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Congressional candidate Hardy says business bankruptcy not an election issue


Republican Assemblyman Cresent Hardy is running for Congress as a small business owner who “knows what it takes to create jobs, make payroll, and meet a budget,” according to his campaign website.

But after 20 years in business, in January 2012, his Mesquite-based construction company, Legacy Construction & Development, Inc., declared Chapter 11 bankruptcy with 73 creditors owed more than $8.1 million.

Hardy on Tuesday blamed the recession, which knee-capped the construction industry, shrinking his workforce from more than 300 in 2006 to 70 in 2010. He said the company is paying all its debts while under reorganization. Last year he sold the business to his partner to focus on his campaign to unseat U.S. Rep. Steven Horsford, D-Nev.

“All the vendors have been paid back ahead of schedule,” Hardy said in an interview, although he added that a handful of vendors have yet to be paid in full. “The key thing for me is the jobs we saved.”

Hardy, a two-term assemblyman, represents District 19 in Mesquite, a small city in Clark County where he grew up near the Arizona border and about 80 miles northeast of Las Vegas.

Hardy was the assistant minority leader during the 2013 legislative session. He also sat on four key committees: commerce and labor, taxation, transportation and ways and means, which doles out money for programs. He’s one of the more conservative Assembly members, with a 75 percent rating from the American Conservative Union.

Over the years, Hardy, 56, has served on everything from the Mesquite City Council to the local water board.

This year, he’s running for Congress, proclaiming that out-of-control government and regulations are hurting business development and job growth. He’s been endorsed by GOP Gov. Brian Sandoval.

Congressional District 4 covers nearly half the state, from urban North Las Vegas and rural Clark County to parts of Lyon County and all of Esmeralda, Lincoln, Mineral, Nye and White Pine counties.

Hardy faces a GOP primary against Niger Innis, a civil rights advocate and tea party member. The winner of the June 10 primary will face Horsford on Nov. 4.

Both Innis and Horsford have had past debt problems. Innis has said he’s taking care of various tax liens dating back a decade in New York. Horsford long ago took care of his unpaid bills that date back one to two decades, when he was in his 20s. The debt issue came up during Horsford’s 2012 campaign for Congress.

Hardy, a fifth-generation Nevadan, said it’s no secret his company declared Chapter 11 bankruptcy, which allows a firm to stay in business, reorganize and pay its bills over time under the watchful eye of a trustee. In contrast, he said he never would have filed for Chapter 7, which allows for liquidation of a company, leaving workers unemployed and debtors lucky if they get paid partial settlements.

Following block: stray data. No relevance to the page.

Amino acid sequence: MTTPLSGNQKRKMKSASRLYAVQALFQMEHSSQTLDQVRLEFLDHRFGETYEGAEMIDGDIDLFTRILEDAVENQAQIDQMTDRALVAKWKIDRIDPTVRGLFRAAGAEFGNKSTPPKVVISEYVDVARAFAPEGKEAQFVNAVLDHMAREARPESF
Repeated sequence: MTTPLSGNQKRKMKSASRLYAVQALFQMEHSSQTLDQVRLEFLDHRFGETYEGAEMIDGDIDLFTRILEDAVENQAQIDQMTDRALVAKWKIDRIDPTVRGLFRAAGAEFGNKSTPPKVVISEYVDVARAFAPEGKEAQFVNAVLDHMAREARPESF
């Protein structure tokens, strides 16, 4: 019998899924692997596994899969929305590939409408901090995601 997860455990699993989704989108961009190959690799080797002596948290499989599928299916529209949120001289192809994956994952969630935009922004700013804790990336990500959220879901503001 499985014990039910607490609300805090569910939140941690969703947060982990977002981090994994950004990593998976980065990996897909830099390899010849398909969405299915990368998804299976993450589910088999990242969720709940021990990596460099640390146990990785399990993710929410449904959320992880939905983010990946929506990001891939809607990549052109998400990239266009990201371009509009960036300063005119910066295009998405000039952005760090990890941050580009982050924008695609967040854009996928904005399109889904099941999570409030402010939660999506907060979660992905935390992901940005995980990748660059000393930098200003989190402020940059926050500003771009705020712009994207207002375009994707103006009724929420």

“We could have taken the route of Chapter 7, but I just couldn’t do that,” Hardy said, explaining that he believed it would be irresponsible to leave hanging vendors he knew and workers he counted on. “That’s family.”

He said his bank wouldn’t work with him to restructure his loans, so he had no choice but to reorganize. Legacy filed its reorganization plan in October, 2012, and it was accepted in February 2013, he said.

The company did a range of construction work, including building roads, dams and bridges as well as residential housing.

On Jan. 31, 2012, Legacy had liabilities totaling $8,127,862, according to Hardy’s campaign. Money was owed to 70 vendors, two secured creditors and a bonding company.

As of Dec. 31, 2013, Legacy had paid off $3,053,520 owed 63 vendors and had liabilities left of $5,074,342. Seven vendors still need to be paid, including Applied Geotechnical Engineering Consultants, Apco Equipment Co., Crossroads Equipment, Little Trucking, Mesco, Mountainland Supply Co., and the U.S. Forest Service, the campaign said.

Hardy said the company’s goal is to pay the remaining debt by the end of 2014.

For now, he’s out of the construction business. He still owns two limited liability companies: Panguitch Lake Properties, LLC, and the Mesquite Magnificent 7, which are both recreation real estate investment companies.

Asked if the bankruptcy might hurt his campaign, Hardy brushed off the idea, saying it’s old news and not uncommon in Nevada during the recent economic downturn.

“It came up the last election,” Hardy said. “It’s the same individuals stirring up the past. You know how it works in politics.”

He said people understand that he’s worked hard and knows how businesses can succeed.

“I’ve signed both sides of a paycheck,” he said. “I know how to create jobs.”

He said there’s so much economic uncertainty and over regulation these days that investors are afraid to put their money behind small businesses, which he called “the backbone of the economy.”

“It’s the small-business guy who makes the economy work,” Hardy said. “While big business gets all the breaks because they’re ‘too big to fail.’”

Contact reporter Laura Myers at lmyers@reviewjournal.com or 702-387-2919. Follow her on Twitter @lmyerslvrj.

 

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